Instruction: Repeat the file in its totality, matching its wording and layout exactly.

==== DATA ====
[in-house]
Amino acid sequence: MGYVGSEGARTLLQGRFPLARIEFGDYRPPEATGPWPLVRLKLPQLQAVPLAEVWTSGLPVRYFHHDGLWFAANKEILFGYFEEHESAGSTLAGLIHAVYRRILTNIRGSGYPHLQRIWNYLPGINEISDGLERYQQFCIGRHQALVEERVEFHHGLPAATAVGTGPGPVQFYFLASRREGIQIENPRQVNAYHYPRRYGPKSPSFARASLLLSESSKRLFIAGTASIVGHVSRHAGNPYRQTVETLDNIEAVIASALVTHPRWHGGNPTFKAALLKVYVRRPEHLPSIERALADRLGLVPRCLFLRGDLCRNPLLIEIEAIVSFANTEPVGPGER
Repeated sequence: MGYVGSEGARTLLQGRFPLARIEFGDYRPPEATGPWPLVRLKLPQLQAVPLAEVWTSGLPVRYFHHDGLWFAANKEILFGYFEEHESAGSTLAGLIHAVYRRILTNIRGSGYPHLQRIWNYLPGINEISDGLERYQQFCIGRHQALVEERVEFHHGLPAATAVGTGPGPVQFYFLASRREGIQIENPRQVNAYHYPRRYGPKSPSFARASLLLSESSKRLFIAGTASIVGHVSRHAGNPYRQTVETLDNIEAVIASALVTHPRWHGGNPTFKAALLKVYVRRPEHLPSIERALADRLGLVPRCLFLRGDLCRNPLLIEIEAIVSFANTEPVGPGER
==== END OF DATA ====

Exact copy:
[in-house]
Amino acid sequence: MGYVGSEGARTLLQGRFPLARIEFGDYRPPEATGPWPLVRLKLPQLQAVPLAEVWTSGLPVRYFHHDGLWFAANKEILFGYFEEHESAGSTLAGLIHAVYRRILTNIRGSGYPHLQRIWNYLPGINEISDGLERYQQFCIGRHQALVEERVEFHHGLPAATAVGTGPGPVQFYFLASRREGIQIENPRQVNAYHYPRRYGPKSPSFARASLLLSESSKRLFIAGTASIVGHVSRHAGNPYRQTVETLDNIEAVIASALVTHPRWHGGNPTFKAALLKVYVRRPEHLPSIERALADRLGLVPRCLFLRGDLCRNPLLIEIEAIVSFANTEPVGPGER
Repeated sequence: MGYVGSEGARTLLQGRFPLARIEFGDYRPPEATGPWPLVRLKLPQLQAVPLAEVWTSGLPVRYFHHDGLWFAANKEILFGYFEEHESAGSTLAGLIHAVYRRILTNIRGSGYPHLQRIWNYLPGINEISDGLERYQQFCIGRHQALVEERVEFHHGLPAATAVGTGPGPVQFYFLASRREGIQIENPRQVNAYHYPRRYGPKSPSFARASLLLSESSKRLFIAGTASIVGHVSRHAGNPYRQTVETLDNIEAVIASALVTHPRWHGGNPTFKAALLKVYVRRPEHLPSIERALADRLGLVPRCLFLRGDLCRNPLLIEIEAIVSFANTEPVGPGER